Welcome back from the holidays! I’m filled with volatile mix of emotions when I remember that I only have 3 months left of GMI, but let’s not talk about that. I want to make the most of the time I have left. We’re two weeks into the semester (minus a couple “snow” days) and I’m already busy. The structure of GMI work this semester is a bit different. For our implementation projects (Consultika, DialOasis, etc.), we’re doing one-week sprints. This basically means that one member of the team will lead a focused effort on a specific part of their project for that week and the rest of us will help. My team includes Tasha, Abby, and Siri. More on that later. So far this semester, I have started an allergy project, toured a high-tech lab, continued Consultika paperwork, gotten up to speed on Stent-X, and discovered what global health means.
Wait, an allergy project? Josh, Abby, and I started working on our design project this week. It involves detecting allergens in food. We have dubbed ourselves the Aller-Gs (please send me some other name suggestions). We are just digging into the project and so we have lots of research ahead of us before we can accurately scope the need and start designing. For example, are we focusing on one allergen, or multiple? Are we targeting children or adults? Do we want to detect the allergens in food only or in air as well? The list of questions goes on, but I am very excited about starting this project. Ironically, the day after we chose the project, I had an unidentified allergic reaction to something I ate in Chinatown (the food was worth it!). Thus I have a new understanding and passion for the project. I believe we have the opportunity to improve millions of lives through our work, which is the core reason that I’m a bioengineer.
What’s this high-tech lab you mentioned? My highlight of last week was catching a glimpse of the future of engineering design during my tour of the Center for Device Innovation (CDI) with Dr. Cohn. The CDI is an initiative by Johnson & Johnson to help quicken medical device innovation; Johnson & Johnson provides resources and workspace to innovators in order to advance medical technology. Dr. Cohn, a cardiovascular surgeon and inventor, showed me around the massive space that houses everything from machining equipment to a virtual reality room. He introduced me to designing with virtual reality which was absolutely amazing. I put on a helmet, grabbed the controllers and built carts and structures with my bare hands in a fantasyland of connectable pieces. I could feel the creativity flowing as I rapidly prototyped and tested ideas. What would have taken me days to build and test in the real world took only seconds with the help of virtual reality; then I could tweak it in a few more seconds and retest it until it worked or I switched tactics. It embodied the mantra, “fail fast, fail often.” I am certain that virtual reality will be the future of design and I can’t wait to do it again. Did I mention it was awesome?
What about Consultika? Not to worry, Consultika has not been left by the wayside; we are currently revising the paperwork before we send it to CENDEISSS (the Costa Rican governing authority) to obtain approval for our clinical trial. Unfortunately, by our latest estimates, the clinical trial will not start until April. One good thing about the paperwork is that it forces us to iron out critical details of the app, such as data security, that could be key to our future success. So Consultika continues to progress and will have its time to shine soon.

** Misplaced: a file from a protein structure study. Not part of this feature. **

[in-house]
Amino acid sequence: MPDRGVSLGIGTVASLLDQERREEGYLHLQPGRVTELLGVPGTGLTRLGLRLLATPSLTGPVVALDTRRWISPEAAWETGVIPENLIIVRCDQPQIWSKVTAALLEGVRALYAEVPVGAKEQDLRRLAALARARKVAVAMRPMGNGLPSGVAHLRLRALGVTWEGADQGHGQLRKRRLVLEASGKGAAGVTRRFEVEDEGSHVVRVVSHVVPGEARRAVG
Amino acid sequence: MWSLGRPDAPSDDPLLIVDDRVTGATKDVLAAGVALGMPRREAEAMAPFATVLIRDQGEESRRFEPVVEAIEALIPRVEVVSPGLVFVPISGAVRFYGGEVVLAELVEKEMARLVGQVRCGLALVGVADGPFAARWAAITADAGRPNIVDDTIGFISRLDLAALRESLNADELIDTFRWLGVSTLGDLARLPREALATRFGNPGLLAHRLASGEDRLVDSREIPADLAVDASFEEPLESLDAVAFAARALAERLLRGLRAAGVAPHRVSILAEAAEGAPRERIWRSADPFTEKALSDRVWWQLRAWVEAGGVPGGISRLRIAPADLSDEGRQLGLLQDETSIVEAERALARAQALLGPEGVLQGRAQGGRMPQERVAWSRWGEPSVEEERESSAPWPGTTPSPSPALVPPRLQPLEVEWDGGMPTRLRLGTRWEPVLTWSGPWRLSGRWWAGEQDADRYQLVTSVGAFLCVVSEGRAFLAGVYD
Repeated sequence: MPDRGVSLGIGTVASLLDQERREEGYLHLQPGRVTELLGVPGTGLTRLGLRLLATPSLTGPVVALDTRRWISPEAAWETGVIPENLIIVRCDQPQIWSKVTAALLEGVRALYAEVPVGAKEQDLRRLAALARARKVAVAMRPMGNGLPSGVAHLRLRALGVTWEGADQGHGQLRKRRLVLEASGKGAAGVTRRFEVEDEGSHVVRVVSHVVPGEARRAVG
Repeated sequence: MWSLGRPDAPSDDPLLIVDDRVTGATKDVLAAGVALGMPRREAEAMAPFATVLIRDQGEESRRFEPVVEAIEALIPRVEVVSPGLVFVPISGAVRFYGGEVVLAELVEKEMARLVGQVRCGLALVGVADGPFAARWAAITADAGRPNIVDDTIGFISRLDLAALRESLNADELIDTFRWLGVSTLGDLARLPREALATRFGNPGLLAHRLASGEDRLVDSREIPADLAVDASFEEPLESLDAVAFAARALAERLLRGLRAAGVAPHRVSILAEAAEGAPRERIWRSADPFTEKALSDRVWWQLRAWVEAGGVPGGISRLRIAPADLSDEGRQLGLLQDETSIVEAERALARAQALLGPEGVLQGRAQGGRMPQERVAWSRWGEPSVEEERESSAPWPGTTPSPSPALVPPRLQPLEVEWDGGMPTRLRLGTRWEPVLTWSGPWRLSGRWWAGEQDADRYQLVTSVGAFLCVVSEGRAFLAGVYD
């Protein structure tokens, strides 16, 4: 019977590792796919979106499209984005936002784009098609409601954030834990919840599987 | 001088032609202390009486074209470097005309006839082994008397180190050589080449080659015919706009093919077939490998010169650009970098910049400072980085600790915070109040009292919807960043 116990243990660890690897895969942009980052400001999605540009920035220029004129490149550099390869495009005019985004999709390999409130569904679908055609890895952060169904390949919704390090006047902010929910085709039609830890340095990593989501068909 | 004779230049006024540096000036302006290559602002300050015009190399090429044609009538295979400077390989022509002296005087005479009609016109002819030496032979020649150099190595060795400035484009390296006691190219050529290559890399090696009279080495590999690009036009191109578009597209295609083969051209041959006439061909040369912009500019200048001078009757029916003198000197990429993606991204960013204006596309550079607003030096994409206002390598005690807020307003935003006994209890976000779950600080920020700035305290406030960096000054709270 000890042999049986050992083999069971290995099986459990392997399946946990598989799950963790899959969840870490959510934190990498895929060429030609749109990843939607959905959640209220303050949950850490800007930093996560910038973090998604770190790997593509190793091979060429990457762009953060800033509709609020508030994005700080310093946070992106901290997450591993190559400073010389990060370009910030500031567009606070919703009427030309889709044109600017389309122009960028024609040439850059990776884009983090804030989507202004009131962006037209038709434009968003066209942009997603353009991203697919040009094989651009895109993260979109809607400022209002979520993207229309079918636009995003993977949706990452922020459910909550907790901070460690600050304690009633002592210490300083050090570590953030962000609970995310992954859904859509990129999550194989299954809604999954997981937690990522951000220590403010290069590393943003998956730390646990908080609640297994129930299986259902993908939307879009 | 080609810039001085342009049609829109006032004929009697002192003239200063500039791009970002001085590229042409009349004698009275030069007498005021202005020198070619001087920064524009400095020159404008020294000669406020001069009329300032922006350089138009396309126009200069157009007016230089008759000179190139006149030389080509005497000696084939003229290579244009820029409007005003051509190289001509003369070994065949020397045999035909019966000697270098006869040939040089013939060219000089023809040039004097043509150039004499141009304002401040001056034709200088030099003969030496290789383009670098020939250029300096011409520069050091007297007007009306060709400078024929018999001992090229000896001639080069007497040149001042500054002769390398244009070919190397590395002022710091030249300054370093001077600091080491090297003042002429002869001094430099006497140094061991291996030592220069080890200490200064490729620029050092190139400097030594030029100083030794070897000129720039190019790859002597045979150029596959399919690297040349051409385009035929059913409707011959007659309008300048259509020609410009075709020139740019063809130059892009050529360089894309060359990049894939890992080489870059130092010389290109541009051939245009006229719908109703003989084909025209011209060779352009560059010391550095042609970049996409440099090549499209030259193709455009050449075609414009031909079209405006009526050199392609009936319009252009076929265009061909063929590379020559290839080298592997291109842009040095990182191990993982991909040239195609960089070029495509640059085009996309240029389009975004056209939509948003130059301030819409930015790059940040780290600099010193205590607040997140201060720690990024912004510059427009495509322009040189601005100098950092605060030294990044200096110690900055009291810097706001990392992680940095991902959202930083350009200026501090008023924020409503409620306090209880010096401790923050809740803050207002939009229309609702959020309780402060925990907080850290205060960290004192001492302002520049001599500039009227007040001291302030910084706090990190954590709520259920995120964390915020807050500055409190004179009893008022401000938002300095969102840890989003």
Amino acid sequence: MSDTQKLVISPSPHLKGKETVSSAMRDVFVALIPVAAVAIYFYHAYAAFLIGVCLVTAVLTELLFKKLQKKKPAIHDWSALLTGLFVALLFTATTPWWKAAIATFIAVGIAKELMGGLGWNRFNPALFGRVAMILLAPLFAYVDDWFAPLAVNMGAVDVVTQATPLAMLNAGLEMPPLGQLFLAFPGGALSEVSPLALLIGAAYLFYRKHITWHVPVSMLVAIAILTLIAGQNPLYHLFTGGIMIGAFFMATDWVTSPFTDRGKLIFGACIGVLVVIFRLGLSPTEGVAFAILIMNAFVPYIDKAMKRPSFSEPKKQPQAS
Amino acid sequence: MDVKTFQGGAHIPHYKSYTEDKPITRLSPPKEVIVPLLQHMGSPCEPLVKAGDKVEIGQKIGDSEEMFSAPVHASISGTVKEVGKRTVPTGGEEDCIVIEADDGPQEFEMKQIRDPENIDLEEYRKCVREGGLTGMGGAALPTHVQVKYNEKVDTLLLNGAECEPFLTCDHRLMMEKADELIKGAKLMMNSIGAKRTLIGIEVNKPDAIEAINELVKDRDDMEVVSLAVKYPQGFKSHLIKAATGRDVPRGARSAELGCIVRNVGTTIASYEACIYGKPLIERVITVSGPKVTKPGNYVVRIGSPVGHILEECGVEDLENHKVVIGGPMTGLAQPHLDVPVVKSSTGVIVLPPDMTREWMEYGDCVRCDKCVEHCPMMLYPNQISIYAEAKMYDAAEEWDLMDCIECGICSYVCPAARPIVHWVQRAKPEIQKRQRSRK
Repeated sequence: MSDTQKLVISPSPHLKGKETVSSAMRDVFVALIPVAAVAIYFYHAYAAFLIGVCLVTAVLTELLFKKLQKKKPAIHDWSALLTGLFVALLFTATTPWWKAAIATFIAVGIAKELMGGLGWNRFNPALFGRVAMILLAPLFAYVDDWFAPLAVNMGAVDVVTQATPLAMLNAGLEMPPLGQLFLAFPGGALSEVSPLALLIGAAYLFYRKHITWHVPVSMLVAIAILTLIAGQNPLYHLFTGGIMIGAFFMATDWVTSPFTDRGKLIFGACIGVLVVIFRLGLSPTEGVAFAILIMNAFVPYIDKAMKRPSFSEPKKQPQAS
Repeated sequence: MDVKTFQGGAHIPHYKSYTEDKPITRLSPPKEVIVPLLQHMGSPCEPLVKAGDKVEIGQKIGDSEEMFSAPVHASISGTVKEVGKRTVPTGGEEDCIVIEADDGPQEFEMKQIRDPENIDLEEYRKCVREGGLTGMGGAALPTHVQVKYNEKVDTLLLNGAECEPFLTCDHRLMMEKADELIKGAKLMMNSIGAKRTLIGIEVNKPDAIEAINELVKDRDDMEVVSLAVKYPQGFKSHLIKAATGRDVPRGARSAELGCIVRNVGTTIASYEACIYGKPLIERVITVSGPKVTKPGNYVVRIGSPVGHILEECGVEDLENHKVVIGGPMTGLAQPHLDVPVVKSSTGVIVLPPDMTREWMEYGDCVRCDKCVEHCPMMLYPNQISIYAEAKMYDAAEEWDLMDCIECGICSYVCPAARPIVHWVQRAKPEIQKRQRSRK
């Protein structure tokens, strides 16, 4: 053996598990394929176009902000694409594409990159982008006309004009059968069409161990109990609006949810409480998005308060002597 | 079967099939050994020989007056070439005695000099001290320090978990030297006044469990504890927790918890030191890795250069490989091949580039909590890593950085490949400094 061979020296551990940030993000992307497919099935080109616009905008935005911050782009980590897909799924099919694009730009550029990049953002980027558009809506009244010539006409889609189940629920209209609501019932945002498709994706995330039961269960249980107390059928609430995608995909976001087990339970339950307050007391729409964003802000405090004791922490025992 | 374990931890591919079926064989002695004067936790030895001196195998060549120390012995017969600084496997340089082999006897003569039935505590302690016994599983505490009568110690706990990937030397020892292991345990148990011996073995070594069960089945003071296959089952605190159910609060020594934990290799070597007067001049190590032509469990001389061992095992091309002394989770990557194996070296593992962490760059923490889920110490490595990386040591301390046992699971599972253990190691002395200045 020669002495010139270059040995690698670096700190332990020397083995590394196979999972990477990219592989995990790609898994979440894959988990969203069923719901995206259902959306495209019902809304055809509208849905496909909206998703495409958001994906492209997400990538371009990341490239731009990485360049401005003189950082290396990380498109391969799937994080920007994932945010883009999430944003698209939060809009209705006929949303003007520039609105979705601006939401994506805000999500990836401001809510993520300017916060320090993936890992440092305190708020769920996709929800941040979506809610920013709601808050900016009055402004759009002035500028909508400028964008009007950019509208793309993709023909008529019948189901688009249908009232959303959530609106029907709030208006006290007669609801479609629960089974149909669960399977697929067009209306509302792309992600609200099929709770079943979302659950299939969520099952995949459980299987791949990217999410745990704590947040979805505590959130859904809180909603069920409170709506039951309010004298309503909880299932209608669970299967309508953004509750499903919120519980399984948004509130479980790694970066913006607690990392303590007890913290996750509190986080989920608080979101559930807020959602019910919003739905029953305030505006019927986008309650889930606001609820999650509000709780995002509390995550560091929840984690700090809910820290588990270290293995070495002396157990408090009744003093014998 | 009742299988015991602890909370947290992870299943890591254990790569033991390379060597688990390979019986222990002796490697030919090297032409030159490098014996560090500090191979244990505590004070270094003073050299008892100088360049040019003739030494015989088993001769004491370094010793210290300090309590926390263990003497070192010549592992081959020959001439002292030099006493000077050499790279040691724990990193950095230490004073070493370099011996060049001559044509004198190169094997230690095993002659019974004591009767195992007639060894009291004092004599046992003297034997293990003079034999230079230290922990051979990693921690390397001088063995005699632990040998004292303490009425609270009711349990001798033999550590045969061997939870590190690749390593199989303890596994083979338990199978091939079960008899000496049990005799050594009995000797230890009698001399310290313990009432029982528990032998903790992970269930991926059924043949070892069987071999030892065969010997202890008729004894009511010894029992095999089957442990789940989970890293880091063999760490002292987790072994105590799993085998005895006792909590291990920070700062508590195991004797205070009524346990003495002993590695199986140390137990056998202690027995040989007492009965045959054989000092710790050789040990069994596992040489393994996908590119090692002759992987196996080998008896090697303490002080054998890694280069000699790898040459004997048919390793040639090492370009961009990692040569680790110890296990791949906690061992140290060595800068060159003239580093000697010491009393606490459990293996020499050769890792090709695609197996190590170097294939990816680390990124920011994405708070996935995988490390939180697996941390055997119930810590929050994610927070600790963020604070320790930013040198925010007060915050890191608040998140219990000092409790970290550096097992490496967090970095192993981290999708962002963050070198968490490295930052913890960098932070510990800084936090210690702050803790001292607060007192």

Sprints and Stent-X? Per the sprint structure of GMI, I get to work on my teammates’ projects while I wait for Consultika’s approval. Namely, I will help Tasha with her project, Stent-X, as well as Abby and Siri with DialOasis. Stent-X is a pediatric urinary stent that can be removed without anesthesia and DialOasis is a clean room for dialysis patients to receive treatment in-home. (See their blogs for more project details, DialOasis, Stent-X). This week, Tasha included us in a brainstorming meeting to design the stent removal mechanism. The full Stent-X team was there including engineers from TMCx and physicians from Texas Children’s Hospital. With such a diverse group, we generated many creative ideas. Tasha will lead our first sprint this week to prototype the most promising designs. I’m excited to gain experience working on a new project as well as help it move forward in any way I can.
What’s global health? On a related note of gaining experience and knowledge, I had the opportunity to discuss career options in global health with an alumna from Rice. Jocelyn was an engineer at 3rd Stone design who helped develop the Pumani CPAP (you can check it out HERE). She lauded the opportunities that a smaller company offers and the diverse experiences that she gained at 3rd Stone Design. Later, I spoke with Dr. Oden, a renowned Rice professor who is very influential in the global health space. She defined global health as opportunities to provide health care in a cost-effective manner to those who would otherwise go without it, to serve the underserved. Of course, this definition threw gasoline on my already-burning passion for global health. We then discussed the pros and cons of big and small companies from a global health standpoint. Currently, I’m on the fence between the two options. Her parting advice for me about beginning a career in global health was to “leave no stone unturned.” I’m excited (I realize I’ve said that a lot in this post) to see where my path of discovery in global health takes me.
Is it all work? Of course not! We took advantage of the “snow” days to play some board games and hang out. We also tried to launch the Apollo 11 spacecraft to escape the room: “epic fail” but epic fun anyway. Lastly, I took a trip back to Costa Rica over Christmas, this time for vacation. Check out my video HERE.